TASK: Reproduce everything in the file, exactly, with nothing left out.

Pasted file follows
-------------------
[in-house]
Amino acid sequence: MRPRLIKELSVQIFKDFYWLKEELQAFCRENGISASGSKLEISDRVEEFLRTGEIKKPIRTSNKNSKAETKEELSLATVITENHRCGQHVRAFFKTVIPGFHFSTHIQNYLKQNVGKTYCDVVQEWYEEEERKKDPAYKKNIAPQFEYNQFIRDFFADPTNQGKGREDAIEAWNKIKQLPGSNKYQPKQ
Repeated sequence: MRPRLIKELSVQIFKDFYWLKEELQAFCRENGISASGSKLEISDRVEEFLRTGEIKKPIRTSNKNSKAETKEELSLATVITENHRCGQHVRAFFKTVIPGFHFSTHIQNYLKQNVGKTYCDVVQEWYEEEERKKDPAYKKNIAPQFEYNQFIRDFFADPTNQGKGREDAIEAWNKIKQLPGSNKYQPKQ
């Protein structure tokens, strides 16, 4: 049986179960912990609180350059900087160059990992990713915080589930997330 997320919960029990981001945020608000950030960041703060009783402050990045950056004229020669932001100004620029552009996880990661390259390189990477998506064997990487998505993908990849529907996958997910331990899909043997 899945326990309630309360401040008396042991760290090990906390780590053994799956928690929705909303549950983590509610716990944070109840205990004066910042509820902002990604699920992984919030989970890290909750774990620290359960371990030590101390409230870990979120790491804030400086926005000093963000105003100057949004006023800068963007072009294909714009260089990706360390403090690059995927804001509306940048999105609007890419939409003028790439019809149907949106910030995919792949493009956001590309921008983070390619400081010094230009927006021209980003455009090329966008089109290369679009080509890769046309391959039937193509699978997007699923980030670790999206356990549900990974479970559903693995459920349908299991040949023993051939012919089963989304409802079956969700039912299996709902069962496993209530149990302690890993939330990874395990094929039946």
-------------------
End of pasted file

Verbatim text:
[in-house]
Amino acid sequence: MRPRLIKELSVQIFKDFYWLKEELQAFCRENGISASGSKLEISDRVEEFLRTGEIKKPIRTSNKNSKAETKEELSLATVITENHRCGQHVRAFFKTVIPGFHFSTHIQNYLKQNVGKTYCDVVQEWYEEEERKKDPAYKKNIAPQFEYNQFIRDFFADPTNQGKGREDAIEAWNKIKQLPGSNKYQPKQ
Repeated sequence: MRPRLIKELSVQIFKDFYWLKEELQAFCRENGISASGSKLEISDRVEEFLRTGEIKKPIRTSNKNSKAETKEELSLATVITENHRCGQHVRAFFKTVIPGFHFSTHIQNYLKQNVGKTYCDVVQEWYEEEERKKDPAYKKNIAPQFEYNQFIRDFFADPTNQGKGREDAIEAWNKIKQLPGSNKYQPKQ
């Protein structure tokens, strides 16, 4: 049986179960912990609180350059900087160059990992990713915080589930997330 997320919960029990981001945020608000950030960041703060009783402050990045950056004229020669932001100004620029552009996880990661390259390189990477998506064997990487998505993908990849529907996958997910331990899909043997 899945326990309630309360401040008396042991760290090990906390780590053994799956928690929705909303549950983590509610716990944070109840205990004066910042509820902002990604699920992984919030989970890290909750774990620290359960371990030590101390409230870990979120790491804030400086926005000093963000105003100057949004006023800068963007072009294909714009260089990706360390403090690059995927804001509306940048999105609007890419939409003028790439019809149907949106910030995919792949493009956001590309921008983070390619400081010094230009927006021209980003455009090329966008089109290369679009080509890769046309391959039937193509699978997007699923980030670790999206356990549900990974479970559903693995459920349908299991040949023993051939012919089963989304409802079956969700039912299996709902069962496993209530149990302690890993939330990874395990094929039946």